Welfare ServitudeGeorgetown Journal on Fighting Poverty (1994)
AbstractIn Welfare Servitude, Professor Nice considers whether mandating work as a condition for receiving welfare violates the Thirteenth Amendment’s prohibition of involuntary servitude and also explores the recurring intersection between race and class. She first describes the redoubling of efforts to increase enforcement of welfare work requirements once racial minorities were no longer excluded from receiving welfare benefits. Next she analyzes judicial decisions construing what constitutes involuntary servitude, including historic cases addressing indentured servitude, the padrone system, peonage, and the surety system, as well as modern cases challenging various welfare work requirements. Professor Nice distills three doctrinal types of involuntary servitude, involving coercion akin to African slavery, deprivation of physical subsistence, and compulsion to labor under threat of legal sanction. She argues that welfare servitude fits each type of unconstitutional servitude, any one of which would be sufficient to prohibit it. She also examines the unconstitutional conditions doctrine and argues that welfare servitude should trigger heightened judicial suspicion because the government holds a monopoly over welfare provision, because the government should not exploit a dependency it helped create, and because the Thirteenth Amendment specifically protects the autonomy of labor decisions. Finally, she argues that welfare recipients are particularly vulnerable to coercion and that no court has conducted a thorough application of Thirteenth Amendment doctrine to welfare work requirements.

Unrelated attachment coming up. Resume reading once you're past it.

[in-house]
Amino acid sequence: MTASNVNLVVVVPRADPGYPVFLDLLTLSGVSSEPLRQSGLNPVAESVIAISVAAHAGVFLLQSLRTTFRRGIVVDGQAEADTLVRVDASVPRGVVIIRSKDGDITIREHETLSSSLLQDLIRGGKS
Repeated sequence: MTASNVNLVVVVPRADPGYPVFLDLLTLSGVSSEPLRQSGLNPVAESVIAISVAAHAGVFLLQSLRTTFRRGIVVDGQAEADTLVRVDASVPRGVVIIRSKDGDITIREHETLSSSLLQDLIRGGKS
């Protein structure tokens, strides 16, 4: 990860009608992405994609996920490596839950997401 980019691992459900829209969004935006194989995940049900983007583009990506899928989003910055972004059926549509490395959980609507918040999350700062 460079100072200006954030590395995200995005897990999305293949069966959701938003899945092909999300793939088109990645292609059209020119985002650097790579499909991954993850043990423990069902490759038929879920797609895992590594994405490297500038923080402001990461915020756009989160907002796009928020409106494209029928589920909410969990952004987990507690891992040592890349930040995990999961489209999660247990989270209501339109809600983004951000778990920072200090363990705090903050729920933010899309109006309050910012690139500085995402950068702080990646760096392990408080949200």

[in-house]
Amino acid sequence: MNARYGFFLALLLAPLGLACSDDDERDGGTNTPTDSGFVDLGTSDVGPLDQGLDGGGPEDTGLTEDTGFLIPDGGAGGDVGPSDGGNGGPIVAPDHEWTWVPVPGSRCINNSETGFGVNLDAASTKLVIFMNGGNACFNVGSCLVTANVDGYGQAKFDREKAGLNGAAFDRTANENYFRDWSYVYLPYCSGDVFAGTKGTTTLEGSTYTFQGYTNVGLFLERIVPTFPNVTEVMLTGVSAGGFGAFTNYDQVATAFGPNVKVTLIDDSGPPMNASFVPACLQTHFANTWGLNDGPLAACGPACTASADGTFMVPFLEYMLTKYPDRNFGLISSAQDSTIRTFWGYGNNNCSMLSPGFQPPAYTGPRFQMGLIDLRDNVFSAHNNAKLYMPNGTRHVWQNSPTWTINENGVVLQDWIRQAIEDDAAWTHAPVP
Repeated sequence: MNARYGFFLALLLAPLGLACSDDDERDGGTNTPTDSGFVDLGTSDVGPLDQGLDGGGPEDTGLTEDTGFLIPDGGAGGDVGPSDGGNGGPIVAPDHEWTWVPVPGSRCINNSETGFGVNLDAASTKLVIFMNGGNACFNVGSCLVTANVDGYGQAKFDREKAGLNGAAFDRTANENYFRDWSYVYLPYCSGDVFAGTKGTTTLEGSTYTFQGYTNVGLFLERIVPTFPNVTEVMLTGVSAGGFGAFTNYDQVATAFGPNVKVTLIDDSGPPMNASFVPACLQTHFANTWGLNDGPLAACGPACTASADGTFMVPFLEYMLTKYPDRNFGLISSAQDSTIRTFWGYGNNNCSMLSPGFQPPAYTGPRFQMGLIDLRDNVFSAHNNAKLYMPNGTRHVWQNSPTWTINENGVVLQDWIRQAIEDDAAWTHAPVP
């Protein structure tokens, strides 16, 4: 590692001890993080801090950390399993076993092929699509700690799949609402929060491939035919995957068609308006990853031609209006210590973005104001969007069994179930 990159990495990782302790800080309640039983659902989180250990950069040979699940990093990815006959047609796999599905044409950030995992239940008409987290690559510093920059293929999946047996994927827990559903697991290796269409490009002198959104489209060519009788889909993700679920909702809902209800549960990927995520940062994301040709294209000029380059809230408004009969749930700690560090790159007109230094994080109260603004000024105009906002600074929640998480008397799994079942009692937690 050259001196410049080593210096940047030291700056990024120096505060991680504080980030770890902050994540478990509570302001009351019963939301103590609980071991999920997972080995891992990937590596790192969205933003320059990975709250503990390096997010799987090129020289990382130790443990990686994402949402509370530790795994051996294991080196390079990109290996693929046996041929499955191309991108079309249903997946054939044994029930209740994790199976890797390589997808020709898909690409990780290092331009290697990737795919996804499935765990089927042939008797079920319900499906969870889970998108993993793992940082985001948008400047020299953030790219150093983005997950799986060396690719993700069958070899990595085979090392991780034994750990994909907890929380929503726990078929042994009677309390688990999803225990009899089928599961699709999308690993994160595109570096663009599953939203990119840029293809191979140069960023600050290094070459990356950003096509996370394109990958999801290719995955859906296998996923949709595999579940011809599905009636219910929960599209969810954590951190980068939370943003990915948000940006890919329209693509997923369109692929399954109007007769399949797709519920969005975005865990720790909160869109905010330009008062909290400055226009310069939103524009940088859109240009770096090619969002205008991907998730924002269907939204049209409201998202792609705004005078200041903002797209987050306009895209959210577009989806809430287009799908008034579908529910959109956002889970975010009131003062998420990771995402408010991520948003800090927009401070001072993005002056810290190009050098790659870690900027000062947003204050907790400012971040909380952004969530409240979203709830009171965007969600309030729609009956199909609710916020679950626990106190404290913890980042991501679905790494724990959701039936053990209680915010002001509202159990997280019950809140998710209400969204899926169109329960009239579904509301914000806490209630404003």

- Thirteenth Amendment,
- welfare law,
- constitutional law,
- involuntary servitude,
Citation InformationJulie A. Nice. "Welfare Servitude" Georgetown Journal on Fighting Poverty Vol. 1 (1994)
Available at: http://works.bepress.com/julienice/14/